You’ve fired up an idea for a business, worked out a strategy and are ready to get the ball rolling on your company. Business for you is looking pretty promising and now you are ready to hire a small group of employees.
Managing a payroll requires organization, attention to detail and quite a bit of patience. As a new business owner, you’ll find yourself navigating the uncharted waters of pay periods, income taxes and intimidating government forms called W4s and 941— requirements that can be anxiety inducing for even the most seasoned employer. The truth is, the consequences for even the most innocent of payroll mistakes can be damaging for a small business. Because of this, it’s crucial for employers to understand which payroll options are best for their business.
Streamline and help make your payroll process hassle-free and effective with the following tips.
Come Up With A Solid Budget
First things first when you’re becoming an employer: create a budget. When you sort out the logistics of your payroll, it’s crucial to remember to account for both wages and taxes. Now that you’re an employer, you’re required to pay Social Security and Medicare taxes, and it’s very likely you will be required to pay unemployment taxes. Make sure none of this catches you off guard by planning ahead for these expenses.
Categorize Your Employees and Contractors
Get smart about your business and utilize the wide range of employment services to your advantage. Discern which employees need you to gain work experience (interns), and ones that are simply needed for certain periods of times or for certain services (contract workers, or temps). Sift through your list of prospective employees and determine what sort of position will work best for you and them and then properly classify them into a position. Full-time employees and interns typically should be classified as employees, while contractors are a whole different story for paperwork and taxes.
Salaried vs. Hourly
Kick off your payroll by determining whether your employees will be salaried or paid hourly. For the most part, putting employees into salaried positions makes the process easier for the employer to manage. Salaries keep the payroll process consistent and eliminate most of the added stress that comes with calculating how much an employee should be paid each month. If you do make the decision to pay employees by the hour, find a system that helps you to keep proper track of an employee’s work hours and how much they should be compensated for, whether that means punching in and out of work, or recording time spent throughout the day.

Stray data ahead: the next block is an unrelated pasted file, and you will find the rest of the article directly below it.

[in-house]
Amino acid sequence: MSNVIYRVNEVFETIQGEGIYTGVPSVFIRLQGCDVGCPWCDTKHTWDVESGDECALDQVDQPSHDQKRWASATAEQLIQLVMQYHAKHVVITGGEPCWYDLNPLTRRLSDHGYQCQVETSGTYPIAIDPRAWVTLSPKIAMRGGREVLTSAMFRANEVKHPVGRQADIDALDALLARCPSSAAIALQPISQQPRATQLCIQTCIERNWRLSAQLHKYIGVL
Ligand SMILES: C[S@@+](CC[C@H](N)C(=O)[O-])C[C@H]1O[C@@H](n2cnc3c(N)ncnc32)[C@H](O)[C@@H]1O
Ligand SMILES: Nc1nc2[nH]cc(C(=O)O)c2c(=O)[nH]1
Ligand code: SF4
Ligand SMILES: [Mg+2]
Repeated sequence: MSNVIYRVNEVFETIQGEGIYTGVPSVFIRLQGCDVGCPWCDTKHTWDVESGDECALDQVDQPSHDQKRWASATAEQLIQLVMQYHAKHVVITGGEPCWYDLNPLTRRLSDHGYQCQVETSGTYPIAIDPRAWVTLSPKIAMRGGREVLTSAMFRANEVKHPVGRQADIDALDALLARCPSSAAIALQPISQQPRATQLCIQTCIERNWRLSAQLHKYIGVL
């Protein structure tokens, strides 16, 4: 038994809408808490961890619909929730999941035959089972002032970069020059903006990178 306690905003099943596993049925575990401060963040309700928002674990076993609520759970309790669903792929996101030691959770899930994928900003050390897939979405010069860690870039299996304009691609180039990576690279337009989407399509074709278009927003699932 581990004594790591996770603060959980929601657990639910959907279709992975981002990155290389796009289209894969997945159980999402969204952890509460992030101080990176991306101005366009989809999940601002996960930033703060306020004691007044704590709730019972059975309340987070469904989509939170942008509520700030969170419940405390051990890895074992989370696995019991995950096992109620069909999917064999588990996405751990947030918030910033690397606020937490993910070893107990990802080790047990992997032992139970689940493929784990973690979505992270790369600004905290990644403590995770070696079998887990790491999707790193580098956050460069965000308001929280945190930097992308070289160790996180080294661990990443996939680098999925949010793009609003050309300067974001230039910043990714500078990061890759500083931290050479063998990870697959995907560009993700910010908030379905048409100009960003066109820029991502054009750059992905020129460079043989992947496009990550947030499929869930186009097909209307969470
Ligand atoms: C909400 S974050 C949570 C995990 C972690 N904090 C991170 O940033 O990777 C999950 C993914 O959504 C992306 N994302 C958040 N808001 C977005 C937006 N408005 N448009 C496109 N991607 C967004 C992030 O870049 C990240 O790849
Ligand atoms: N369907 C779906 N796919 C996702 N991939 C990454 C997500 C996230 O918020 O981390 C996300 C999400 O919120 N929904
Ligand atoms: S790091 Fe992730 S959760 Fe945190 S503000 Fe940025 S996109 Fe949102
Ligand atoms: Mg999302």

Get Ready For Pay Day
Organize your payroll by deciding how often and when you will pay your employees. Do you want to pay your employees every week? Every other week? Once a month? Determine the beginning and end date of an employee’s work cycle and decide what pay schedule you want your team to function on. Payroll calculations and the related taxes that come with payroll aren’t necessarily all that complex, but the record keeping, filing and payment responsibilities can make your head spin if you’re disorganized. Your payroll, or payment to your employees, have to be declared to state and federal agencies, such as the IRS, Social Security Administration, as well as your state.
Pick A Software
Management software programs have taken most of the pain out of bookkeeping by eliminating the age of cluttered and overflowing filing cabinets. Invest in a software program for your company that does the work of handing out checks for you. THIS IS A LINK TO A GOOGLE SEARCH Make the process all the more easy by hosting your software on a cloud so you can have access to its information at all times.
Get An HR Task Manager
A survey conducted by the National Business Association found that 27% of small business owners spend nearly three to five hours per month on payroll. THIS IS A LINK TO APPLE? When you see that your business is able to accommodate the investment, simplify your payroll process by investing in an HR task manager. Investing in an HR task manager can enable you to keep information organized and cut out the runaround of trying to wrangle information together when taxes come around.
Collect Employee and Employer Taxes
Speaking of taxes, remember that when it comes to them, what doesn’t kill you makes you stronger. This is especially important to remember because they won’t be the fun part of seeing your business come into fruition. As soon as you become an employer, part of what you pay each employee becomes collected from your employees paychecks for federal income tax, Social Security, and Medicare falls onto you. The IRS provides an Employment Tax Guide for more information.
Avoid common payroll errors by considering reaching out to a skilled provider that can help you juggle the various tasks.